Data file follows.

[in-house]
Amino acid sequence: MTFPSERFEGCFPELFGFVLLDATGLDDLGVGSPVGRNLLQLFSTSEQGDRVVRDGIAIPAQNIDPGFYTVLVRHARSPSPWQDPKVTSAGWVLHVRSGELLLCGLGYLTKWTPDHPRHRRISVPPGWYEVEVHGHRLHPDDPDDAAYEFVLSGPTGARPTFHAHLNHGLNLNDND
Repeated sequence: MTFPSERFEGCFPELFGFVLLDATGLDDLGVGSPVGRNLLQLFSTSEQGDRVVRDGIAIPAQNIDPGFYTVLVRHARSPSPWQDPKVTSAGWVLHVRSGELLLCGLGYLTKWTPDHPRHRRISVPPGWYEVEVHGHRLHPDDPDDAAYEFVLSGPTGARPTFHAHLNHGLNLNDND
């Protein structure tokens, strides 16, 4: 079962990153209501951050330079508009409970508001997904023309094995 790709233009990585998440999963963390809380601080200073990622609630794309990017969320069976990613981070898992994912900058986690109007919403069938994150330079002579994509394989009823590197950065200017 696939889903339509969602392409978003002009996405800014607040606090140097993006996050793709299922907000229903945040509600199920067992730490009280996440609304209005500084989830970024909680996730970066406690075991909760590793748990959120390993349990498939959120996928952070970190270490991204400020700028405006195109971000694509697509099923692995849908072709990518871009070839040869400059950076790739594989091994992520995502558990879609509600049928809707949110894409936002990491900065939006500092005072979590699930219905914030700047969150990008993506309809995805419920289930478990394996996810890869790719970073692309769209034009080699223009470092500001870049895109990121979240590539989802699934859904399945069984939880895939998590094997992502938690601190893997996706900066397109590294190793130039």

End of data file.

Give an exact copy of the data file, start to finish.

[in-house]
Amino acid sequence: MTFPSERFEGCFPELFGFVLLDATGLDDLGVGSPVGRNLLQLFSTSEQGDRVVRDGIAIPAQNIDPGFYTVLVRHARSPSPWQDPKVTSAGWVLHVRSGELLLCGLGYLTKWTPDHPRHRRISVPPGWYEVEVHGHRLHPDDPDDAAYEFVLSGPTGARPTFHAHLNHGLNLNDND
Repeated sequence: MTFPSERFEGCFPELFGFVLLDATGLDDLGVGSPVGRNLLQLFSTSEQGDRVVRDGIAIPAQNIDPGFYTVLVRHARSPSPWQDPKVTSAGWVLHVRSGELLLCGLGYLTKWTPDHPRHRRISVPPGWYEVEVHGHRLHPDDPDDAAYEFVLSGPTGARPTFHAHLNHGLNLNDND
């Protein structure tokens, strides 16, 4: 079962990153209501951050330079508009409970508001997904023309094995 790709233009990585998440999963963390809380601080200073990622609630794309990017969320069976990613981070898992994912900058986690109007919403069938994150330079002579994509394989009823590197950065200017 696939889903339509969602392409978003002009996405800014607040606090140097993006996050793709299922907000229903945040509600199920067992730490009280996440609304209005500084989830970024909680996730970066406690075991909760590793748990959120390993349990498939959120996928952070970190270490991204400020700028405006195109971000694509697509099923692995849908072709990518871009070839040869400059950076790739594989091994992520995502558990879609509600049928809707949110894409936002990491900065939006500092005072979590699930219905914030700047969150990008993506309809995805419920289930478990394996996810890869790719970073692309769209034009080699223009470092500001870049895109990121979240590539989802699934859904399945069984939880895939998590094997992502938690601190893997996706900066397109590294190793130039």